Different perspectives on countering violent extremism and its narratives have been discussed by Member States at the Open Debate on Wednesday. Even though all States agree on the magnitude of the problem and the need to address it, tensions were demonstrated among members regarding how to strike a balance between preventing violent extremism and respecting state sovereignty, and between developing counter-terrorism strategies and upholding human rights. The speech of the representative of the United States concentrated on the fact that the counter-terrorism strategies must embrace legal action without infringing upon freedom of expression. Such a strategy, according to the speaker, should focus on exposing the lies that underpinned terrorist narratives through joint efforts alongside religious and civil society organizations, with Governments playing a supporting role by providing training. The representative of Saudi Arabia, on the other hand, insisted that the international community must adopt a comprehensive plan that would end terrorism and preserve the sovereignty, security and stability of all States. The overwhelming majority of speakers discussed that the young population of the world is most likely to become radicalized through terrorists’ social media recruitment techniques. Additionally, young people were identified as active players in countering violent extremism. As it has been pointed out by the Deputy Secretary-General, the investment of material resources in youth and their meaningful political empowerment is crucial. “Instead of viewing young people as part of the problem, we must harness their immense potential to forge solutions,” he stressed. In the same vein, speakers proposed to shut down the cyberspace front lines of terrorist recruitment and incitement. The representative of the United Kingdom, in this vein, emphasized the need to work with technology companies, such as Microsoft, on addressing this issue. The new counter-terrorism strategy, according to the speakers, should include persuasive context-specific counter-narratives and messages to neutralize the influence of terrorists. According to the representative of South Africa, there is an urgent need to understand and address the conditions and contexts that made terrorism an attractive option. While the General Assembly is working on developing a future counter-terrorism convention and while the Global Counter-Terrorism Strategy review is approaching, a successful comprehensive international strategy for countering the narratives and ideologies of terrorist groups and the mechanism to coordinate, follow-up and mobilise the necessary action and resources are required. In this vein, the representative of the United Arab Emirates suggested that the Security Council should apply a single standard to all actors.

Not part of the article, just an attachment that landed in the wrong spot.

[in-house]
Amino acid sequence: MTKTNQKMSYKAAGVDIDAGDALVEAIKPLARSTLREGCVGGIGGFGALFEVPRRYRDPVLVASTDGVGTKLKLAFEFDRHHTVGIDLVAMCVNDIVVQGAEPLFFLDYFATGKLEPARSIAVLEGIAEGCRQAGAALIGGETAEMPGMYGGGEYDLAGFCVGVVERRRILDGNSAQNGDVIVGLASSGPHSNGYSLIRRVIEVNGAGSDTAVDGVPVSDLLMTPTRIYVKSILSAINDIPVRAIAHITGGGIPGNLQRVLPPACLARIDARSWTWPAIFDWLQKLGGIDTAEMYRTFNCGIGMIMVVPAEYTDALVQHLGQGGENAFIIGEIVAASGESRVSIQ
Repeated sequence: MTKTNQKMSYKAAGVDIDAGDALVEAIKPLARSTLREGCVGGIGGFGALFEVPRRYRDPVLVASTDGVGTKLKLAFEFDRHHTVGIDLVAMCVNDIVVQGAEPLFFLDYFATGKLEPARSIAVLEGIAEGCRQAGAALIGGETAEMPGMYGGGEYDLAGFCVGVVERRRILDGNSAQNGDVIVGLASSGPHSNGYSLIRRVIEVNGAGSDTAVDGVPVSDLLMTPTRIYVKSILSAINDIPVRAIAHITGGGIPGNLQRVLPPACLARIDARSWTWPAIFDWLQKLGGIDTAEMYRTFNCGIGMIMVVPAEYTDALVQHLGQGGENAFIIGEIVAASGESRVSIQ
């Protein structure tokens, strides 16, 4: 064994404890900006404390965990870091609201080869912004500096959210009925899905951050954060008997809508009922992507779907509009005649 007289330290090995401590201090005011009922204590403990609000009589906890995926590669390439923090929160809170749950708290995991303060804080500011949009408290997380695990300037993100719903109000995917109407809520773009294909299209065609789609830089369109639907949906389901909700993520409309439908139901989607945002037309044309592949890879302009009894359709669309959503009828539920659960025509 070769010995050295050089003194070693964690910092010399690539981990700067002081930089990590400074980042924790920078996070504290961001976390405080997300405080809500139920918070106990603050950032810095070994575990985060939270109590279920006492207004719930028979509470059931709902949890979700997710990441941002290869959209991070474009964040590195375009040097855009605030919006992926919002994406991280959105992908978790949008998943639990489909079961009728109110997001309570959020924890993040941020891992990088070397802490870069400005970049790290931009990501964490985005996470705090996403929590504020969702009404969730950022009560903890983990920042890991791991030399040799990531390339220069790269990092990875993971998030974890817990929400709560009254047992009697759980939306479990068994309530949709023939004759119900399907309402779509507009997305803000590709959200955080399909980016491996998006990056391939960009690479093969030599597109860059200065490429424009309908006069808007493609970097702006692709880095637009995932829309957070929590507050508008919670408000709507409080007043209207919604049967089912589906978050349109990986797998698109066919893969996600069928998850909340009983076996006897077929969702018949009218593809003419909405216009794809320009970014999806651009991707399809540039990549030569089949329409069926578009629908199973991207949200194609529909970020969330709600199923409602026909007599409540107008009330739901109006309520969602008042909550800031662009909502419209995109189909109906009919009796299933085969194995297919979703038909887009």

Out of nearly 58 statements delivered, only ten speakers (17.24%) used a specific gendered language. In his introductory remarks, the Deputy Secretary General underlined the need to listen carefully to affected communities and to engage them at the grass-roots level, where community and faith leaders, women and young people were on the front lines, standing up to violent extremists. Generally, the issue of women’s participation in peace processes and counter-terrorism measures has been highlighted by five speakers (8.6%) while the need to establish inclusive governance and inclusive dialogue has been emphasized by twenty-three speakers (39.6%). According to the representative of Bangladesh, it is critical to explore the potential role of women — traditionally seen as victims of terrorism — as agents of prevention, resilience and change. Overall, the issue of prevention has been covered by forty-nine speakers (84.5%). However, the role of women in preventative strategies have been covered only by few speakers in a variety of contexts. Women have been described as victims of the conflict by four speakers (6.7%). The representative of Afghanistan reminded everyone about the harsh realities of terror the world is witnessing today, including stoning women to death, closing girls’ schools and introducing suicide attacks that had brutalized Afghanistan’s entire population. The threat caused by terrorists’ access not only to cyberspace but also to deadly weapons has been covered by six speakers (10.3%). In this vein, the representative of Georgia suggested that in order effectively to prevent terrorists from acquiring them, the international community must enhance the existing security architecture and reinforce the physical security of sensitive materials. Frequently, Member States referred to issues related to the implementation of Security Council Resolutions and other counterterrorism frameworks (24.13%), protection (32.7%) human rights (46.6%), and the rule of law (22.4%). However, States generally refrained from using gender-specific language.